A Classical Dictionary of the Vulgar Tongue ePUB ´ A

A Classical Dictionary of the Vulgar Tongue The many vulgar allusions and cant expressions that so freuently occur in our common conversation and periodical publications make a work of this kind extremely useful if not absolutely necessary not only to foreigners but even to native residents at a distance from the metropolis or who do not mix in the busy world; without some such help they might hunt through all the ordinary dictionaries from Alpha to Omega in search of the words “black legs lame duck a plumb malingeror nip cheese darbies and the new drop” although these are all terms of well known import at New market Exchange alley the City the Parade Wapping and Newgate The fashionable words or favorite expressions of the day also find their way into our political and theatrical compositions; these as they generally originate from some trifling event or temporary circumstance on falling into disuse or being superseded by new ones vanish without a trace behind such were the late fashionable words a Bore and a Twaddle among the great vulgar Maccaroni and the Barber among the small; these too are here carefully registered

10 thoughts on “A Classical Dictionary of the Vulgar Tongue

  1. says:

    Just a little napsometimes you need a stiff drinkpity David's sow

  2. says:

    I love slang modern hipster slang Victorian criminal cant Roger Melly's Profanisaurus This is a fab dictionary of vulgar slang from the sixteenth and seventeenth centuries which shows how colourful and vibrant the English language has always been

  3. says:

    Wonderful and wonderfully vulgar in both senses A mother lode for those writing historical fiction in the English of the latter half of the 18th and early 19th centuries A Rabelaisian hoot for pretty much everybody else I found my copy remaindered but Project Gutenberg makes it available at And I forgot to mention the author's name is Francis Grose Perfect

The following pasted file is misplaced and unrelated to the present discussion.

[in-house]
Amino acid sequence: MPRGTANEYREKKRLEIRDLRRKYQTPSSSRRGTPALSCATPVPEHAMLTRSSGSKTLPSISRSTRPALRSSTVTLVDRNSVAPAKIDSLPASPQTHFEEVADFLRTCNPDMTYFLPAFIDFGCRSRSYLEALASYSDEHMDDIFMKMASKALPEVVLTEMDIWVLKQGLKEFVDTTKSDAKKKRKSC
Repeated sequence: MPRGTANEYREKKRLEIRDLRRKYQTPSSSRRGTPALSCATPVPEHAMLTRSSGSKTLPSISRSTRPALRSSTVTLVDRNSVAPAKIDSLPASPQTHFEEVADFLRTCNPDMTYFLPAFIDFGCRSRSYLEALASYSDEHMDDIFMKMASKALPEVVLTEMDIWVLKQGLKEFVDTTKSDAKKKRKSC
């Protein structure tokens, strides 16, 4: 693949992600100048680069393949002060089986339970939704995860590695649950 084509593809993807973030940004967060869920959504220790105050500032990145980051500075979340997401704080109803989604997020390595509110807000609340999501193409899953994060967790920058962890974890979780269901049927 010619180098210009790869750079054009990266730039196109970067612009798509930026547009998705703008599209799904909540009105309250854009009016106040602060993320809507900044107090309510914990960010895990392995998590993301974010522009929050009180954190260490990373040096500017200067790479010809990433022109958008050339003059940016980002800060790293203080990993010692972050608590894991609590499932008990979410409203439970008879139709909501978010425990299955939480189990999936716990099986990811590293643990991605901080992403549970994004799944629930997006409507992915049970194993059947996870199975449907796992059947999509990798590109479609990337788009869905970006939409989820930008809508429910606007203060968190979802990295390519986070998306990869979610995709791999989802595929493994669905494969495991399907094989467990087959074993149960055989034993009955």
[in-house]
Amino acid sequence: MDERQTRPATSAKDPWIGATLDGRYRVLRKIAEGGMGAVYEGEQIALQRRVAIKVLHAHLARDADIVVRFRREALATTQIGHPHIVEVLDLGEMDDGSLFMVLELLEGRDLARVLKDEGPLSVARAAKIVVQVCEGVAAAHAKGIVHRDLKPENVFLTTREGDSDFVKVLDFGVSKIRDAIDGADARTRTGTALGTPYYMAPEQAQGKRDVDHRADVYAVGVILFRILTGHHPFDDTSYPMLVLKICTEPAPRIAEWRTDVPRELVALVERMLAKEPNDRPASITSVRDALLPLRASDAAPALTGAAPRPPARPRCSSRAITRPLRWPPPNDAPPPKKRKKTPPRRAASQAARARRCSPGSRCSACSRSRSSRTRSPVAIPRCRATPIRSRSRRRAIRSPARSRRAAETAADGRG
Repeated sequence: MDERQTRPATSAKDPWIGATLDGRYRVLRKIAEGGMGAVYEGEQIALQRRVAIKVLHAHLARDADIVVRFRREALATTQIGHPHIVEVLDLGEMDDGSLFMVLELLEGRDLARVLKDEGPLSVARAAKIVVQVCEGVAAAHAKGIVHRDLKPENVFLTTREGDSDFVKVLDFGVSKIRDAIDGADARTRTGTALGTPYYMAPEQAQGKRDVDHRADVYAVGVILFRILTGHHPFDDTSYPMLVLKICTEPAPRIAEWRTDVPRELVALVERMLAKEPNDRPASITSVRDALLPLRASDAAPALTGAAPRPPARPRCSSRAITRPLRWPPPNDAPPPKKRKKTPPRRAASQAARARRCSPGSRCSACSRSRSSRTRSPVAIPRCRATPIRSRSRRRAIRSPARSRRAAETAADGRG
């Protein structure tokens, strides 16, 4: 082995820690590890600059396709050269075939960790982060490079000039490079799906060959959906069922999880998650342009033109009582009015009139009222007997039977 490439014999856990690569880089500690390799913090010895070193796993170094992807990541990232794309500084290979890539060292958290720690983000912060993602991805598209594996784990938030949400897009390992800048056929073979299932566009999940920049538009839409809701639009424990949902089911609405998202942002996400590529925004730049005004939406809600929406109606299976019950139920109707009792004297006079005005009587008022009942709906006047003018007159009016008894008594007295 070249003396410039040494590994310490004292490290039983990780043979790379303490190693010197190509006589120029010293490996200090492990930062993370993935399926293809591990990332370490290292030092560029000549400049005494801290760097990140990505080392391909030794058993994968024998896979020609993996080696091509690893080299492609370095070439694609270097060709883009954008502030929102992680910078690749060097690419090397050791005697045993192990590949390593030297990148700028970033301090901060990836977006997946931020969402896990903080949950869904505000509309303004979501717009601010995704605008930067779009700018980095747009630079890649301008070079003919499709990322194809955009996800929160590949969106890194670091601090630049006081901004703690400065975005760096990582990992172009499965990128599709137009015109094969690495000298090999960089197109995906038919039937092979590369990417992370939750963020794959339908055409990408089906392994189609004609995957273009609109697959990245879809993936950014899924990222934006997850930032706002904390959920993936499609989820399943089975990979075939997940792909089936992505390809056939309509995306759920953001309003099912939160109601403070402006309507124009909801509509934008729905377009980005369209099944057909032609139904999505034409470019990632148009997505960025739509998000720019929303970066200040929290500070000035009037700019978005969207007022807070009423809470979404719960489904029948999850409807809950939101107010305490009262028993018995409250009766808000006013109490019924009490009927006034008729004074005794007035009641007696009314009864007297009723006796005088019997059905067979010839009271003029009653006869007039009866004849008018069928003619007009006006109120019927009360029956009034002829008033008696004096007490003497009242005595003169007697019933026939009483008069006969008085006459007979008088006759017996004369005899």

4. says:

    A 1785 dictionary of slang? Yes please This was a gift from a friend who apparently knows me very well Fantastic stuff On every page I learn something new and laugh out loud

  5. says:

    This dictionary is mediocreLemprière's Classical Dictionary is so much better

  6. says:

    Buckish Slang and Pickpocket Elouence? Originally printed in 1785 and full of gems like flogging cully A debilitated lecher commonly an old one whose torpid powers reuire stimulating by flagellationjibber the kibber A method of deceiving seamen by fixing a candle and lantern round the neck of a horse one of whose fore feet is tied up; this at night has the appearan

  7. says:

    As this book is essentially a dictionary it does not really make for good reading from cover to cover However as a historical reference book that gives an insight into what was considered to be slang and expletives in 1785 and exhibits how the English language has evolved it is excellent This book is actually a facsimile of a first edition of Captain Francis Grose

  8. says:

    Thank goodness Captain Grose decided to collect these slang terms and colloauialisms into a dictionary; they might have been lost forever otherwise As Alistair Williams says in the introduction 'they present us with a fascinating window on the lives of ordinary people at the end of the eighteenth centuryGrose captures a bawdy culture alive with its own rich language'

  9. says:

    This book is just a fun fabulous read Absolutely silly Having been first published in 1785 I think? Now I feel like I should go check this book has seriously delightful slang from the eraAn improvement could be made if their was a Table of Contents or Index

  10. says:

    Funny and Interesting

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